When my mother died I was very young,
And my father sold me while yet my tongue
Could scarcely cry ‘weep! ‘weep! ‘weep! ‘weep!
So your chimneys I sweep, and in soot I sleep.
There’s little Tom Dacre, who cried when his head,
That curled like a lamb’s back, was shaved: so I said,
“Hush, Tom! never mind it, for when your head’s bare,
You know that the soot cannot spoil your white hair.”
And so he was quiet; and that very night,
As Tom was a-sleeping, he had such a sight, –
That thousands of sweepers, Dick, Joe, Ned, and Jack,
Were all of them locked up in coffins of black.
And by came an angel who had a bright key,
And he opened the coffins and set them all free;
Then down a green plain leaping, laughing, they run,
And wash in a river, and shine in the sun.
Then naked and white, all their bags left behind,
They rise upon clouds and sport in the wind;
And the angel told Tom, if he’d be a good boy,
He’d have God for his father, and never want joy.
And so Tom awoke; and we rose in the dark,
And got with our bags and our brushes to work.
Though the morning was cold, Tom was happy and warm;
So if all do their duty they need not fear harm.
Summary and Analysis
The chimney Sweeper’ by William Blake presents a disenchanting picture of the evils of the world. The French Revolution and the evil effects of Britain’s industrialisation had opened Blake’s eyes to the tyranny and exploitation that stalked the world. The growing poverty of labourers and the inhuman treatment meted out to them were enough to move Blake’s tender heart. The poverty compelled many a father sell his children to master sweepers who employed these children on poor payment. In those days it was not an uncommon sight to see the children sweeping the soot of chimney seven when fire was burning below in the fire place. It were the inhuman atrocities of the type that led Blake to write this poem.
The speaker in the poem is a young chimney sweeper. The speaker narrates his tragic tale that he lost his mother, and his father sold him to a master sweeper when he was too young to cry “weep, weep, weep”. The speaker then tells us how one of his fellow sweepers, Tom Dacre cried when his curly hair were shaved.
The speaker consoles Tom that as his hair is cut, his white hair will not be soot stained. That very night when Tom sleeps he has a sweet dream. He finds thousands of his fellow sweeps locked up in black coffins. Then there comes an angel with bright keys who opens the coffin sand sets them all free. The unbridled children float happily in the air and sport there.The angel tells them that if they behave properly, they will get fatherly treatment from the Almighty. The next day, though it is cold outside, Tom feels the warmth imparted by the dream and he goes peacefully to brush the chimneys. The poem ends on a didactic note with an emphasis on the dictum “Do your duty, if you want to achieve real joy.”
The labourers of the factories, in general, had to suffer from the unhealthy atmosphere.The condition of the chimney sweepers was worse; they being the little boys could not stand the choking chimneys. The inhuman treatment, meted out to them was worse. They had to wake up during the whole night and go on sweeping until noon.At home they slept on poor beds and were fed poorly.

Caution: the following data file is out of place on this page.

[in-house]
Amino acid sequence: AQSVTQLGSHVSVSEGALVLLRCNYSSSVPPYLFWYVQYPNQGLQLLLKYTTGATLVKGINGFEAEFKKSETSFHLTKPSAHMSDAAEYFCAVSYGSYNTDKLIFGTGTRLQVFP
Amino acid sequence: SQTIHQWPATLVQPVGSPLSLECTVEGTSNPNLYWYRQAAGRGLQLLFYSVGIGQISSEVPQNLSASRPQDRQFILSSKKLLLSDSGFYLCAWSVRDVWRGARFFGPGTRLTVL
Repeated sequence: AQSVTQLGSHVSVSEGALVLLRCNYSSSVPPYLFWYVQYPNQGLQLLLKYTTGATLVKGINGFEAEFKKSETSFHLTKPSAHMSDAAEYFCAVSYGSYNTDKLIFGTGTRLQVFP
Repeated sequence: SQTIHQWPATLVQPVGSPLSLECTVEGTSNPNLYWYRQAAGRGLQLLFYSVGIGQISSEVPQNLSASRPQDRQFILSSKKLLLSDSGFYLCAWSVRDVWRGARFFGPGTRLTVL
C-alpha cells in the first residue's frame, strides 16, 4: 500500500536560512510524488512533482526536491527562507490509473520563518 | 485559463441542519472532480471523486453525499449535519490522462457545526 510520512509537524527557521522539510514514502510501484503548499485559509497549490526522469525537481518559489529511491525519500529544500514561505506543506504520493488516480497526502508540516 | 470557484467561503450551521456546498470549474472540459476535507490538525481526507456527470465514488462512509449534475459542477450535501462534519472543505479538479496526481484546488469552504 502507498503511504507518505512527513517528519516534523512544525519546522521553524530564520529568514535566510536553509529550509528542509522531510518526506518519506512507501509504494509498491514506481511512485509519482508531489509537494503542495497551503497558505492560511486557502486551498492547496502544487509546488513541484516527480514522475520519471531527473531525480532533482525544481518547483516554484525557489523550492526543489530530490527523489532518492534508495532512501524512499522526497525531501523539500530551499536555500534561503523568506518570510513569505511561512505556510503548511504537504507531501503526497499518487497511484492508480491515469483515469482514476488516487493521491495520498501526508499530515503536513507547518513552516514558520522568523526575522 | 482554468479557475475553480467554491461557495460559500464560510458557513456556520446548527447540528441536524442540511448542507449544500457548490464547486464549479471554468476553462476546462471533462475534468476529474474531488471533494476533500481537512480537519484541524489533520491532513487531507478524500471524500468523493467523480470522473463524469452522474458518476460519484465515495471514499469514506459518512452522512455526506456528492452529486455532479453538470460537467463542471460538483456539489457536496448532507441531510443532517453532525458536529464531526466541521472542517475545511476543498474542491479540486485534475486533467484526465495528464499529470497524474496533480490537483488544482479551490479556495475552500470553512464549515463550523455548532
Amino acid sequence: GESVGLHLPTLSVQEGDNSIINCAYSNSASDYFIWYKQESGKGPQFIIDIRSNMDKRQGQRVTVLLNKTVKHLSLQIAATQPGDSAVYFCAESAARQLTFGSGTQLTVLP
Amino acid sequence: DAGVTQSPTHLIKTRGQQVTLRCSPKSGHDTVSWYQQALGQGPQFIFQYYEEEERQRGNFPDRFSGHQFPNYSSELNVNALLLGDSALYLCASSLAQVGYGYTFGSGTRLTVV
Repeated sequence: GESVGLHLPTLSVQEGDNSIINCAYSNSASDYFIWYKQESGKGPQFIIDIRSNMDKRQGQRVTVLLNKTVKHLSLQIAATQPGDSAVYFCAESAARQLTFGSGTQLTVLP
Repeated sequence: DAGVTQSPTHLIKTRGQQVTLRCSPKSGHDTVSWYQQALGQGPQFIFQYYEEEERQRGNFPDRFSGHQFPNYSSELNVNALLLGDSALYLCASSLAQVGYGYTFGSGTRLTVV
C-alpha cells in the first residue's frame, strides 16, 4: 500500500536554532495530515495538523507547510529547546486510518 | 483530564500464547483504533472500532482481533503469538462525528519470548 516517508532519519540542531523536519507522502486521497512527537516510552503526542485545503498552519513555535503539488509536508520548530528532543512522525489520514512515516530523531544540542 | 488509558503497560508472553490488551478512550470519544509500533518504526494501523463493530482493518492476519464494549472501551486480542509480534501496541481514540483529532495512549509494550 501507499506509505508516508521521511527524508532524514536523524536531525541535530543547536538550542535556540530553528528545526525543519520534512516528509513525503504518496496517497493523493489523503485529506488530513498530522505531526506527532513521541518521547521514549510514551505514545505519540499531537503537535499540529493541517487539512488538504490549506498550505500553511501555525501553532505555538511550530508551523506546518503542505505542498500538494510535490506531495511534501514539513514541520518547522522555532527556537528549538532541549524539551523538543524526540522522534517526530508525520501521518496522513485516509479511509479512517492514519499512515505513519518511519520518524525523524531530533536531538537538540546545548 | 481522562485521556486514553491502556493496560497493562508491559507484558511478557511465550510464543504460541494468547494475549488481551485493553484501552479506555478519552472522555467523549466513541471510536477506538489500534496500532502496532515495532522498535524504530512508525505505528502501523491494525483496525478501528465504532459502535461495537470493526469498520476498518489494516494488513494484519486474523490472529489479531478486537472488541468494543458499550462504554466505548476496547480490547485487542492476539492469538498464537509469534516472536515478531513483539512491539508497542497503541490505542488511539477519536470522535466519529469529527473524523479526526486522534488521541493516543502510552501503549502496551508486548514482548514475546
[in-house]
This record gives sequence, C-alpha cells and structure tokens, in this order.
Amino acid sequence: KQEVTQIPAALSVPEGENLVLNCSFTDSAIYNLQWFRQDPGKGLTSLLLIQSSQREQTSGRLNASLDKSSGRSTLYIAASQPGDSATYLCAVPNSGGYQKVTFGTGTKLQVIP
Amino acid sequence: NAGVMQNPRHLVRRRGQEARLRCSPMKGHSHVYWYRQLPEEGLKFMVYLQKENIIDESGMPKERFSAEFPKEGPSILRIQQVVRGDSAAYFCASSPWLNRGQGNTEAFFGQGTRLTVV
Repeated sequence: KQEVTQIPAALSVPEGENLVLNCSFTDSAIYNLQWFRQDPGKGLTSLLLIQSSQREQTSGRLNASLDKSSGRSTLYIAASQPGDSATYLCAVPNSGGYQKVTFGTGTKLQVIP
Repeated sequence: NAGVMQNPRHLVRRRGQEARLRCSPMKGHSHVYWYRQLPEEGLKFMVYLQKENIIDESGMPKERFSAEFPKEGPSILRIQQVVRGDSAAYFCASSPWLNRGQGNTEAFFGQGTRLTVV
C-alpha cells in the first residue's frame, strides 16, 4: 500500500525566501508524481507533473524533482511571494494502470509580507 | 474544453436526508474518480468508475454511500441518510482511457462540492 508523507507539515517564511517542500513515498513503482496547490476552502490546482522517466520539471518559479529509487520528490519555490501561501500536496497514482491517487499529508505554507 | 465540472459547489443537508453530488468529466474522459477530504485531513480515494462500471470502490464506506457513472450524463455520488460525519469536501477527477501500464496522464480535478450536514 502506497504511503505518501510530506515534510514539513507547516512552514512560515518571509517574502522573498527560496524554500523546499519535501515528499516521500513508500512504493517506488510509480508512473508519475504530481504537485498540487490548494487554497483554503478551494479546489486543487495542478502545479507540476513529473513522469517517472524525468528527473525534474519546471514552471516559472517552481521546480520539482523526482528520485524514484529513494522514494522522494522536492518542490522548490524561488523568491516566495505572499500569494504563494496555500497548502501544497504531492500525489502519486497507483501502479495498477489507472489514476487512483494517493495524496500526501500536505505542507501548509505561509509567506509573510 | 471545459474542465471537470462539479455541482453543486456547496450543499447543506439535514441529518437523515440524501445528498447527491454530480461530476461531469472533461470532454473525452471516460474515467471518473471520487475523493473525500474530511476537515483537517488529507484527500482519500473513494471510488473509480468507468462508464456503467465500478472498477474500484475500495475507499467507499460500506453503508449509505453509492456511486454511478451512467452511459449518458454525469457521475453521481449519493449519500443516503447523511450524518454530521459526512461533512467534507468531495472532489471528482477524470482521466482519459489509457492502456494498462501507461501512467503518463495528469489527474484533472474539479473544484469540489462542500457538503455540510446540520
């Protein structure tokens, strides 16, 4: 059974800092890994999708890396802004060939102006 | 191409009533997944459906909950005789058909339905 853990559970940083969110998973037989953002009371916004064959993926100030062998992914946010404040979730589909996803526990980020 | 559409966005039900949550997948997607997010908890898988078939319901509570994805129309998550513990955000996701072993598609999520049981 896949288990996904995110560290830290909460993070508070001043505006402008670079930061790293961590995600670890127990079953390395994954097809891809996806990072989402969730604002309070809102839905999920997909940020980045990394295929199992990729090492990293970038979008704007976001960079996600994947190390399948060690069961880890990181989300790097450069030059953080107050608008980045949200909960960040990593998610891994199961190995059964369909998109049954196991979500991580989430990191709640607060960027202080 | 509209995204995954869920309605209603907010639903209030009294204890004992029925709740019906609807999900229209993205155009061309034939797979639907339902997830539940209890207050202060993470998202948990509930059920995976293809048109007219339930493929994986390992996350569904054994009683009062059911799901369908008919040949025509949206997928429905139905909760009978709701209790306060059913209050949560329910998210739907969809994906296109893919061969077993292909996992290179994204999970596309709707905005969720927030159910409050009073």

The poem is a replica or the realistic picture of the industrialised England. The coffin of soot in which Tom saw his fellow workers locked up is nothing but the coating of soot that stuck on their body when they came out after sweeping the chimney. The poet uses the phrase “The coffin of soot” which is suggestive of extreme peril that lurked in the work the little boys did. The another important phrase “Then naked and white” as the children went up naked into the chimney because to put on clothes was to invite more danger from fire. The soot sticks on their naked body and so their whole body should be purged of it. That is why, the chimney sweepers are said to be having a complete wash in the river and rising to the cloud. The poem ends with a moral uttering “So if all do their duty they need not fear harm”.
In form as in thought Blake was in complete revolt against the conventions of the 18thcentury. He does not follow the set patterns of Neo-classical poetry. The poet uses a special blank verse of his own which is hardly distinguishable from rhythmical prose.Accordingly, the phraseology and words used relate to common man’s language. The poem is also remarkable for its brevity of style.
To conclude, the poem is an expression of the bitter observation communicated in a style bereft of artificial decorum of neoclassicism of the 18th century
The poem ‘The Chimney Sweeper’ is a beautiful lyric and is characterised by the usual qualities of lyricism:
- Lyricism refers to sweet melody and musical qualities.
- Spontaneity is one of the most striking features of lyricism.
- Intensity of feeling/s and deep passions make lyric more appealing
Symbolism refers to a word or set of words that signifies an object or event which itself signifies something else; that is the words refer to something which suggests a range of reference beyond itself. Take as an example the phrase “The Chimney Sweeper” which in its literal meaning is a person who sweeps the chimney. In the poem, however, it also stands for exploitation and the most painful aftereffects of Britain’s industrialisation.